Dog Left Alone In Park Wouldn't Let Anyone Help Her For Days "IndyWatch Feed Enviro.pacific"

The community in Mechanicsburg, Pennsylvania, noticed a very skittish collie-like dog hanging around a local park this week. She was all alone in the chilly weather and she also wouldn't let anyone near her.

Credit: Janine Guido

Worried for the poor dog, people contacted Janine Guido, founder of Speranza Animal Rescue, a well-known animal rescue organization based in the town.

"She was staying in the same spot as if waiting for her family to return. But they never did," Guido told The Dodo. Guido was relying on the community's help to find and save the dog. People reported sightings to her to help Guido track the dog down.

But it wasn't easy.

Credit: Janine Guido

"On the first and second day I went out I was able to hand-feed her," Guido said. "However, if I went to loop her with the leash she would back up."

Guido got so close only to then have the dog, whom she called Carla, get spooked and dart away into the woods.

Speranza's Facebook page, meanwhile, helped spread the story so that locals could help locate the scared dog. "Ever wonder what a dog dumped by her owners does?" Speranza Animal Rescue wrote on Facebook. "Sits and watches. Waiting for her family to come back."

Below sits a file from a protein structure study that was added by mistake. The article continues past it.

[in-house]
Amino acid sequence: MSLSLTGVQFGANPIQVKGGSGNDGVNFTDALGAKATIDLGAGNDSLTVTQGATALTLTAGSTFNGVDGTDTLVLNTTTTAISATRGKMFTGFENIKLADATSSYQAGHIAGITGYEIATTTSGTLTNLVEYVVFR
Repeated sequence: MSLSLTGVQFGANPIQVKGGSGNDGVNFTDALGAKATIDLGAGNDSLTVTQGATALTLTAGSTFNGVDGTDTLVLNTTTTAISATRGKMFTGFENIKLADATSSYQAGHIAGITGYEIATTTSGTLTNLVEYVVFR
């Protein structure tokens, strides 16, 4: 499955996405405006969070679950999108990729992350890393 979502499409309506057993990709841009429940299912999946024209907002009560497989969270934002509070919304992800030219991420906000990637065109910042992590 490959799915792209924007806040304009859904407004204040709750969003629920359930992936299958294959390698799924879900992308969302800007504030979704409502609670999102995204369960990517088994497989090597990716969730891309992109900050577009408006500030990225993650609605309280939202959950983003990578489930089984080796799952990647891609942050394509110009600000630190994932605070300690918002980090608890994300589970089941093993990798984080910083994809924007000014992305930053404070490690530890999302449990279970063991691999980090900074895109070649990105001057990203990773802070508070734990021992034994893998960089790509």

Credit: Janin...


Raccoon Found 'Paralyzed' Was Actually Just Very, Very High "IndyWatch Feed Enviro.pacific"

As much as raccoons may like trash, they really should not get trashed.

Hopefully the animal at the center of this story has now gotten the message.

Credit: Pixabay

One morning last week, a concerned citizen in the town of Gibsons, British Columbia, spotted something in her yard that she couldnt ignore. There, lying curled up and seemingly paralyzed, was a raccoon in distress.

Fearing that the animal had been injured, she called the Gibsons Wildlife Rehabilitation Centre a rescue facility run by Irene Davy and her husband, Clint. Soon, help was on the way.

We thought he mightve been hit by a vehicle, Irene told The Dodo. Clint went to check on him. He found him lying dazed; the raccoon could open its eyes, but he couldnt move, stand or walk.

Believing the raccoon may have suffered a serious spinal injury, Clint transported him to the Sechelt Animal Hospital. But after an examination, vets came to a surprising conclusion: The raccoon wasnt injured. He was stoned.

Credit: Sechelt Animal Hospital

Sure enough, tests had come back positive for marijuana and benzodiazepines a class of drugs that includes anxiety medications like Xanax.

"He was fine. He was just rather high on drugs," Irene said. "Theres no way of us knowing how he got ahold of the drugs, but Ive heard of dogs picking things up while on walks. It could have been a pot cookie or muffin that someone threw out. Who knows?"

This is the first time the rescue center has had to deal with a drug-intoxicated wild animal before, but fortunately, the treatment was rather simple.

"All that we could do for the raccoon was bring him back to the center and put him a dark, quiet place. He recovere...


Captive Chimp Sees Open Sky For The First Time In His Life "IndyWatch Feed Enviro.pacific"

Bo the chimpanzee had never been outside before. He was 13 years old, and hed spent most of his life inside of a cage at a research laboratory.